User currently offlineFriendlySkies From United States of America, joined Aug 2004, 4120 posts, RR: 5
Reply 17, posted (8 years 10 months 1 day 2 hours ago) and read 8284 times:

Quoting N60659 (Reply 16):
Is the gap between the 788 and the 787-10 (78A? - think hexadecimal) big enough for the 789 to stand alone and not have it's marketshare cannibalized by it's siblings?

Considering that the -10 would be a 6 meter stretch of the -9, I'd say there would be no problem, and that the three aircraft would compliment each other quite nicely.


User currently offlineOyKIE From Norway, joined Jan 2006, 2755 posts, RR: 4
Reply 18, posted (8 years 10 months 1 day 1 hour ago) and read 7702 times:

Quoting DAYflyer (Reply 15):
Agreed. This could spell more trouble for the A-350.

And maybe to an even greater extent the enhanced A340-500/600.

Quoting OyKIE (Reply 13):
Would an -11 be a possibility in the 9-14 year time frame? Then what will happen to the Y3? It must be huge.

If Boeing develops a -11, then maybe the plane would require a larger wing surface? The 777 has a much larger wing surface than the 787.

Quoting N60659 (Reply 16):
It will be interesting to see how GE responds to this new requirement now that RR kind of has a leg up.

Can they use the GE90 core and an electrical architecture from the Genx, to provide with sufficient thrust, or would it be cheaper to upgrade the core on the Genx?



Dream no small dream; it lacks magic. Dream large, then go make that dream real - Donald Douglas
User currently offlineLightsaber From United States of America, joined Jan 2005, 13520 posts, RR: 100
Reply 19, posted (8 years 10 months 1 day ago) and read 7216 times:
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Quoting OyKIE (Thread starter):
- Order from Emirates is expected in late March.

I found the Singapore interest even more intreguing...

I do wonder if the -10 will cancel the -9. If the 764 had been done early, it would have superceeded a bunch of 763 sales (not all, some customers had a transpacific need for the 763ER's range).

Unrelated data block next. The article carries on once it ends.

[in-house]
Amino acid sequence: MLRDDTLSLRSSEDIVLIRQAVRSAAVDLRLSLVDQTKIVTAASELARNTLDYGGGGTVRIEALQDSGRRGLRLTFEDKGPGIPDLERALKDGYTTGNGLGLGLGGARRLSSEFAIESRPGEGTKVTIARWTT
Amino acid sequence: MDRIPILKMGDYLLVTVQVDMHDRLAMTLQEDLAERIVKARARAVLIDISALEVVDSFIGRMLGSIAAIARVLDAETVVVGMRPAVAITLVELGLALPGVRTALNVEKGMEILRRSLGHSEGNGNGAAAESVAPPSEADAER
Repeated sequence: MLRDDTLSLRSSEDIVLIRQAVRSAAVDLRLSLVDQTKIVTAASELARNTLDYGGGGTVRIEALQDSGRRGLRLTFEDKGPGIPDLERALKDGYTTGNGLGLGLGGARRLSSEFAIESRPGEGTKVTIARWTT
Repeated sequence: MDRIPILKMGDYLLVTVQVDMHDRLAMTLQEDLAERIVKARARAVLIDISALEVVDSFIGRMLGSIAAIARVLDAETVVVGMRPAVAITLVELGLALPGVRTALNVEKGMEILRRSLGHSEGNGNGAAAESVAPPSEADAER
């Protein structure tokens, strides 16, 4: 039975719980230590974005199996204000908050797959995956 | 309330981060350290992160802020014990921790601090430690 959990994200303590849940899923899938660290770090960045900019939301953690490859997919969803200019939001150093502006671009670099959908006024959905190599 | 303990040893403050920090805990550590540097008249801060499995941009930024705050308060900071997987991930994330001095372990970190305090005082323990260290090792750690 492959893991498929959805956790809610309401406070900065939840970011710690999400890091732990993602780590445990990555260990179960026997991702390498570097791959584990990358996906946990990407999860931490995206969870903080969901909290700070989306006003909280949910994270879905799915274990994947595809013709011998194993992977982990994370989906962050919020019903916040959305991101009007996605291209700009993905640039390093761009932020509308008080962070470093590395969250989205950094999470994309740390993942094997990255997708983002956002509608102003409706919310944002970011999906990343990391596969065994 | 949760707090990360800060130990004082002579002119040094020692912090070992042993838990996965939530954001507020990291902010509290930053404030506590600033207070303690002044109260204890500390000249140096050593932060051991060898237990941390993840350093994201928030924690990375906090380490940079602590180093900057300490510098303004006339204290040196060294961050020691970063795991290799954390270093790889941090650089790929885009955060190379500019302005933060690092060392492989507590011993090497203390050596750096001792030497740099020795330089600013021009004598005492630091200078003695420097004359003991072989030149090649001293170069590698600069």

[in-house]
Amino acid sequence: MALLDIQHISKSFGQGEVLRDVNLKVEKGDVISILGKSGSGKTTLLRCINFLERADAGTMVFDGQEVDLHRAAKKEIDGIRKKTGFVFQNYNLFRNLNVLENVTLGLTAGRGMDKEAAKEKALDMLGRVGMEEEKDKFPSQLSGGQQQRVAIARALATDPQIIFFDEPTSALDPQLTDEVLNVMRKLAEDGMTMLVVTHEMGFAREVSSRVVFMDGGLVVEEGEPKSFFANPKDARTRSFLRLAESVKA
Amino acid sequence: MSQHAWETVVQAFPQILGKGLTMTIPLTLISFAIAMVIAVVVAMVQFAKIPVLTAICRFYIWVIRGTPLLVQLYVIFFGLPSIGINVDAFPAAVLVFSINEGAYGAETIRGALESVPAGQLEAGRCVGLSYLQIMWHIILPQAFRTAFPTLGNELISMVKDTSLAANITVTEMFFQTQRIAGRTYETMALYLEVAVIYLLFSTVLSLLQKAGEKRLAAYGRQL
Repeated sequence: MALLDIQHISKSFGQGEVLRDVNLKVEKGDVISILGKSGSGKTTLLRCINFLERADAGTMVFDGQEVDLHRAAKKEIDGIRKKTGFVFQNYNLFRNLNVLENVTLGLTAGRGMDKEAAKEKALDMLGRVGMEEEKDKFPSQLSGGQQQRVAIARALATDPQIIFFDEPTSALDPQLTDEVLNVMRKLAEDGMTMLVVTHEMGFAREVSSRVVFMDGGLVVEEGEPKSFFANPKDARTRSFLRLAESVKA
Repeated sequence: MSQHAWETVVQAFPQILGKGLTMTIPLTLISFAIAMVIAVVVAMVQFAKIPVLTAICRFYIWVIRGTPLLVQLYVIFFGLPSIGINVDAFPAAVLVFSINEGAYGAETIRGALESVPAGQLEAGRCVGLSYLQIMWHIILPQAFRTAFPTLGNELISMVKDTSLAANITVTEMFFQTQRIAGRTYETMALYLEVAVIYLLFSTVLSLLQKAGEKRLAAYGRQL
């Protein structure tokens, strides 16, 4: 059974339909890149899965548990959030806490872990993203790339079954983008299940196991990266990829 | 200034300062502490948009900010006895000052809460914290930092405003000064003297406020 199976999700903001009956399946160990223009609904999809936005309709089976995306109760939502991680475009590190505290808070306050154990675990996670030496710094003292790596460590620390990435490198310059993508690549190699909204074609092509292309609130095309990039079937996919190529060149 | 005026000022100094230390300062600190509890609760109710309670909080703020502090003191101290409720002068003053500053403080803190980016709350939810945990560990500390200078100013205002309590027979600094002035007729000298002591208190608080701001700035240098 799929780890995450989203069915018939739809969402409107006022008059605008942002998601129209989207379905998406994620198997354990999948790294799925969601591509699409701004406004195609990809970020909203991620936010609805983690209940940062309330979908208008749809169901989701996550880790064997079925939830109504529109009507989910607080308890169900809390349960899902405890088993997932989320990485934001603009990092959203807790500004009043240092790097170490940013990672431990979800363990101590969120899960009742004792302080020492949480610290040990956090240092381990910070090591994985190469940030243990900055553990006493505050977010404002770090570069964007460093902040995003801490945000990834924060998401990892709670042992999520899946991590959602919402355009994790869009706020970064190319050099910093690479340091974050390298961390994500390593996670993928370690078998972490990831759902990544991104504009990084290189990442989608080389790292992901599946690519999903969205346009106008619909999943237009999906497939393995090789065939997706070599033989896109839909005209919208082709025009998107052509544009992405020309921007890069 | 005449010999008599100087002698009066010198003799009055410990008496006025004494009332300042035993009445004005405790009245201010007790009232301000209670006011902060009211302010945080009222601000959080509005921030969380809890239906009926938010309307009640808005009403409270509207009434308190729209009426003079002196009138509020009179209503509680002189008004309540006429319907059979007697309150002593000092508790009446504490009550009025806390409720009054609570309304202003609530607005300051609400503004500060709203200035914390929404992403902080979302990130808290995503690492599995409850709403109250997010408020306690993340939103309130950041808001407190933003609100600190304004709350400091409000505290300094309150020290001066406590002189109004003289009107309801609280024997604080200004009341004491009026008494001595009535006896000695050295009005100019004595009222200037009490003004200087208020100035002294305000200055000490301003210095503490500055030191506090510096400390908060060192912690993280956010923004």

Quoting Kaitak (Reply 3):
EK will be a 9 abreast customer, since it already does 10 across on 777s.

 checkmark  EK will buy on uplift. Range... will be a concern with them, but I expect the 787's to be used mostly for A330 supersizing and replacement. Although, maybe EK wants something to also augment their soon to be extensive 777/346 fleet? I'll have to look at their route map when I have more time. If someone can add some facts on the EK range needs, I would appreciate it.

Quoting Kaitak (Reply 3):
In addition to the u/c being strenghtened, Boeing is also looking to put a 777 style 6 wheel main u/c on the 787-10.

Nice factoid. They'll have to do something.

Quoting Atmx2000 (Reply 4):
560 ton MTOW estimate

 rotfl  oops is right. A380 part duex!  Wink Don't worry, we understand, just had me laughing a bit...

Quoting Atmx2000 (Reply 14):
The GEnx core is supposedly less upwards scalable than the Trent 1000 core.

Translation: GE optimized for minimal fuel burn at the specified thrust levels. RR left a little growth room. Also, the tripple spool is a little easier to upthrust than a double spool. I don't doubt GE will step up to the plate. More than likely it will be a la GE-90-115, a slightly larger fan for the same nacelle (if possible, I do not know anything about the 787 nacelle characteristics). As I think about it, the shared nacelle *might* prevent GE from expanding the diameter...  scratchchin 

I thought the 787 would do well, Boeing is taking a winning horse and changing the rules of the race. However, this means that *soon* Boeing will have to turn on all of the vendors for the 2nd assembly line. I believe this is refered to as a "classy kind of problem to have" in the business world.  bigthumbsup 

Lightsaber



Societies that achieve a critical mass of ideas achieve self sustaining growth; others stagnate.
User currently offlineAA777223 From United States of America, joined Feb 2006, 1259 posts, RR: 6
Reply 20, posted (8 years 10 months 1 day ago) and read 7190 times: